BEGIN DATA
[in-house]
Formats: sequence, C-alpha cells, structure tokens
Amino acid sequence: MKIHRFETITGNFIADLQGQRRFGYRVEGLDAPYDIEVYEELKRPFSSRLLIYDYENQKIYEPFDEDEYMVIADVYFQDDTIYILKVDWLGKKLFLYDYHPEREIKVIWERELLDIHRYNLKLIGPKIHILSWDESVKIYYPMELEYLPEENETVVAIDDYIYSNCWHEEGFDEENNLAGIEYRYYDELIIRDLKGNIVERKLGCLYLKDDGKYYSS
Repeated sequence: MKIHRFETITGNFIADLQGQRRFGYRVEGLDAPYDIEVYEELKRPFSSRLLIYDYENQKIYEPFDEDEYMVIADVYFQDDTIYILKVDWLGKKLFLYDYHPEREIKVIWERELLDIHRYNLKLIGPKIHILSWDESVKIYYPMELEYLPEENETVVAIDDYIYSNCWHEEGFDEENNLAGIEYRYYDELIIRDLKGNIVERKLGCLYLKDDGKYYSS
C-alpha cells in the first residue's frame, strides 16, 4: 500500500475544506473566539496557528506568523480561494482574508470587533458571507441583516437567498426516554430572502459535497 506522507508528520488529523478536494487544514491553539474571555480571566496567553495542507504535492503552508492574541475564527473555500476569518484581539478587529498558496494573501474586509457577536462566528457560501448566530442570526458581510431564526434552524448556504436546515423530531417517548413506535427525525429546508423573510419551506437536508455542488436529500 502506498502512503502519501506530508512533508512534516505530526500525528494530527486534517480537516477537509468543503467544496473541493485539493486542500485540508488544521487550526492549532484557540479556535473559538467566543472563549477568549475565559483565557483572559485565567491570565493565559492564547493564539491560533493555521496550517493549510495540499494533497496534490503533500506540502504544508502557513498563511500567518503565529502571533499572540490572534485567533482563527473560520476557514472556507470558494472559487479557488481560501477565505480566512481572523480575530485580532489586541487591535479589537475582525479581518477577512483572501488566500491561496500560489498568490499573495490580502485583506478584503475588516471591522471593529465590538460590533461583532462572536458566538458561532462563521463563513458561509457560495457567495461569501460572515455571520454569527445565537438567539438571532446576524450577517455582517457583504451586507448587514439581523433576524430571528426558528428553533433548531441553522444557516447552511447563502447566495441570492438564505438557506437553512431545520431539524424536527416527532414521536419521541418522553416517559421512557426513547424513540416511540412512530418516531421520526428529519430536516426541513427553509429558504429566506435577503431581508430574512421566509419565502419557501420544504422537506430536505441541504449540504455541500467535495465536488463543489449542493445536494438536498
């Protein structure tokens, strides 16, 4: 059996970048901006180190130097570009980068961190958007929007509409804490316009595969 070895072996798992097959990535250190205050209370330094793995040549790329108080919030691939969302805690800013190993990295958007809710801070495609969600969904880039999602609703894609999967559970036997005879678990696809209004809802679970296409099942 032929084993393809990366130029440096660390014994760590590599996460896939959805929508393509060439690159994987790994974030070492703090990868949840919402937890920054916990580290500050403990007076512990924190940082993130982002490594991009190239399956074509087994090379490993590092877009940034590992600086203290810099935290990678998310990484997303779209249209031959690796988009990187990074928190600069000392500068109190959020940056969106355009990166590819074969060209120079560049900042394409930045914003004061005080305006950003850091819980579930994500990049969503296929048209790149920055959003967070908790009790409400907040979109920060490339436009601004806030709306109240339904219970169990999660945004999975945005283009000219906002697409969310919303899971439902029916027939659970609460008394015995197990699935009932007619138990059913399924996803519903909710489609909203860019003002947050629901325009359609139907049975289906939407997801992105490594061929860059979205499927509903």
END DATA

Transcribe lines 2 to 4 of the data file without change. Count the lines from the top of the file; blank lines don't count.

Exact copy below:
Formats: sequence, C-alpha cells, structure tokens
Amino acid sequence: MKIHRFETITGNFIADLQGQRRFGYRVEGLDAPYDIEVYEELKRPFSSRLLIYDYENQKIYEPFDEDEYMVIADVYFQDDTIYILKVDWLGKKLFLYDYHPEREIKVIWERELLDIHRYNLKLIGPKIHILSWDESVKIYYPMELEYLPEENETVVAIDDYIYSNCWHEEGFDEENNLAGIEYRYYDELIIRDLKGNIVERKLGCLYLKDDGKYYSS
Repeated sequence: MKIHRFETITGNFIADLQGQRRFGYRVEGLDAPYDIEVYEELKRPFSSRLLIYDYENQKIYEPFDEDEYMVIADVYFQDDTIYILKVDWLGKKLFLYDYHPEREIKVIWERELLDIHRYNLKLIGPKIHILSWDESVKIYYPMELEYLPEENETVVAIDDYIYSNCWHEEGFDEENNLAGIEYRYYDELIIRDLKGNIVERKLGCLYLKDDGKYYSS